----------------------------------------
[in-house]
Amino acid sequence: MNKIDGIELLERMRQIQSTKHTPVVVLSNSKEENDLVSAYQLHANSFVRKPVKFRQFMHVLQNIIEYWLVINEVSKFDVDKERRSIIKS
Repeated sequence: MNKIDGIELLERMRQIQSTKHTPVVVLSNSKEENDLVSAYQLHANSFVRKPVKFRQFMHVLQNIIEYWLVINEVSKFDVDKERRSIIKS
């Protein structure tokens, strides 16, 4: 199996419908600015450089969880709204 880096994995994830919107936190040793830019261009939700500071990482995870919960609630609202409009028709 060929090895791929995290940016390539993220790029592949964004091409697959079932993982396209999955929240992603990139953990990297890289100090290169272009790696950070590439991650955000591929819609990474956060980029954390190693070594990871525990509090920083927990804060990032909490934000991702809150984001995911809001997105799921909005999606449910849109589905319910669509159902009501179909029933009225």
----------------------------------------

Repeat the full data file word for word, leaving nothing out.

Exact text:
[in-house]
Amino acid sequence: MNKIDGIELLERMRQIQSTKHTPVVVLSNSKEENDLVSAYQLHANSFVRKPVKFRQFMHVLQNIIEYWLVINEVSKFDVDKERRSIIKS
Repeated sequence: MNKIDGIELLERMRQIQSTKHTPVVVLSNSKEENDLVSAYQLHANSFVRKPVKFRQFMHVLQNIIEYWLVINEVSKFDVDKERRSIIKS
């Protein structure tokens, strides 16, 4: 199996419908600015450089969880709204 880096994995994830919107936190040793830019261009939700500071990482995870919960609630609202409009028709 060929090895791929995290940016390539993220790029592949964004091409697959079932993982396209999955929240992603990139953990990297890289100090290169272009790696950070590439991650955000591929819609990474956060980029954390190693070594990871525990509090920083927990804060990032909490934000991702809150984001995911809001997105799921909005999606449910849109589905319910669509159902009501179909029933009225």